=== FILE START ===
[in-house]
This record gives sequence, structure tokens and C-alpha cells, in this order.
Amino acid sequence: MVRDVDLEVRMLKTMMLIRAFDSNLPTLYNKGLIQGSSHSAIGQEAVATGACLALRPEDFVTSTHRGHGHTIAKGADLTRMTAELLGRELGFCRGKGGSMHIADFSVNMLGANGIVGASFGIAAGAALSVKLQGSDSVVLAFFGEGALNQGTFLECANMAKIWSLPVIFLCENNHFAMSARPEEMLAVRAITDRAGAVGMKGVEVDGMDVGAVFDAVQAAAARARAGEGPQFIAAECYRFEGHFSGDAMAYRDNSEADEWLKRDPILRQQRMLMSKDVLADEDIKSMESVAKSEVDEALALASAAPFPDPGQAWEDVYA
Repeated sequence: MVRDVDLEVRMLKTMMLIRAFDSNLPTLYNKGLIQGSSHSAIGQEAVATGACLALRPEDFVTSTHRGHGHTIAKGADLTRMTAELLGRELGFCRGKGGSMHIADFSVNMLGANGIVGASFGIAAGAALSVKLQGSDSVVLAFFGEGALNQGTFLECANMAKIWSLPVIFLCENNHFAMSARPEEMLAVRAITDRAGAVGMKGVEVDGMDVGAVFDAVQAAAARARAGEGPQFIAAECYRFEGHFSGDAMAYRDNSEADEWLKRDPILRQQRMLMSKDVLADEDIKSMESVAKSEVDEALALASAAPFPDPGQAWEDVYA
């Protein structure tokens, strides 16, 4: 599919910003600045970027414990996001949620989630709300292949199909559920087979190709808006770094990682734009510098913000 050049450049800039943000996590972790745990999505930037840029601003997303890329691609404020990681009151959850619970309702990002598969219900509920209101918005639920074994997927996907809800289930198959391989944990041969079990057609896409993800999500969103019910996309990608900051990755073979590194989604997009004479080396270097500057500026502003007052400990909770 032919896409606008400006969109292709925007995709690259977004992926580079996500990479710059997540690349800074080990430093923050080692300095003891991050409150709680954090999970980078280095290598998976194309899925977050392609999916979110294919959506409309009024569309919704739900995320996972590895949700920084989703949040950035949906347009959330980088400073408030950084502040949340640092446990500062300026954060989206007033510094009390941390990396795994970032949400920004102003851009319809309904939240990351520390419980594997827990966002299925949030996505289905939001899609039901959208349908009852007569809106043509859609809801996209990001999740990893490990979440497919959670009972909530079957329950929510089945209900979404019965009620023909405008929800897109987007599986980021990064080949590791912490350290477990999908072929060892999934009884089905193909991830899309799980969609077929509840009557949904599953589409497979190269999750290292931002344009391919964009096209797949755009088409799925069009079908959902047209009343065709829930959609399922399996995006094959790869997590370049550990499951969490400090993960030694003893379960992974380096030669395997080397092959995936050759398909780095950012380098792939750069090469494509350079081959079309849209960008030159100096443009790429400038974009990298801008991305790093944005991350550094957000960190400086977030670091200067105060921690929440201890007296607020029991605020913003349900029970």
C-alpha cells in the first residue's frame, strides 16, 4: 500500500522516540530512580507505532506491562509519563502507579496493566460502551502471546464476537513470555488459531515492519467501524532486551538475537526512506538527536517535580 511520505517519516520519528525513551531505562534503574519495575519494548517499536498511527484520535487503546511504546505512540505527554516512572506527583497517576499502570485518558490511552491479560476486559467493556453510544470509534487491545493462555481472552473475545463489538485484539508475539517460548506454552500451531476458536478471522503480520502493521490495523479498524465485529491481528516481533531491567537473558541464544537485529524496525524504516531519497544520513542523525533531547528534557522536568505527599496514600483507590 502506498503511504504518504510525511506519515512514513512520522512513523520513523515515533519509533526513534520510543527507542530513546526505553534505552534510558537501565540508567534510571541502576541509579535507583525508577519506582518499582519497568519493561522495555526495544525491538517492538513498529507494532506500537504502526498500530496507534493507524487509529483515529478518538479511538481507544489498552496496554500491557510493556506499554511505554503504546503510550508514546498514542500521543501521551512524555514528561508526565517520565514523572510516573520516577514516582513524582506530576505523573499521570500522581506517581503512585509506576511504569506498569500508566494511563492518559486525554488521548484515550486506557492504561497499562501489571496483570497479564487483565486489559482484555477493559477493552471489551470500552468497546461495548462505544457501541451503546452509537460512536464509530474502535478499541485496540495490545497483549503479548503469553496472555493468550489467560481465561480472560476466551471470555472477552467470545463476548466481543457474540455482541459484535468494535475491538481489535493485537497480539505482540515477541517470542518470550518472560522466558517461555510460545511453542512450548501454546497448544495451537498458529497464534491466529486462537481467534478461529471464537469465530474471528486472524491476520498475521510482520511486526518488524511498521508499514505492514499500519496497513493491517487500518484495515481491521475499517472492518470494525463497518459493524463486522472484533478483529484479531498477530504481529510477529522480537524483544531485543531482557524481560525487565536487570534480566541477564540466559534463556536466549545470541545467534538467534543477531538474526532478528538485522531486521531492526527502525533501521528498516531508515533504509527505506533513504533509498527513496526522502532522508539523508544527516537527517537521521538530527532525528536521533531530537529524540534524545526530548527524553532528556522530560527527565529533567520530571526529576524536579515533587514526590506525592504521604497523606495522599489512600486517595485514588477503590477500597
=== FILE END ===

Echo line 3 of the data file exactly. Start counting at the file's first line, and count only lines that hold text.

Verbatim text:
Amino acid sequence: MVRDVDLEVRMLKTMMLIRAFDSNLPTLYNKGLIQGSSHSAIGQEAVATGACLALRPEDFVTSTHRGHGHTIAKGADLTRMTAELLGRELGFCRGKGGSMHIADFSVNMLGANGIVGASFGIAAGAALSVKLQGSDSVVLAFFGEGALNQGTFLECANMAKIWSLPVIFLCENNHFAMSARPEEMLAVRAITDRAGAVGMKGVEVDGMDVGAVFDAVQAAAARARAGEGPQFIAAECYRFEGHFSGDAMAYRDNSEADEWLKRDPILRQQRMLMSKDVLADEDIKSMESVAKSEVDEALALASAAPFPDPGQAWEDVYA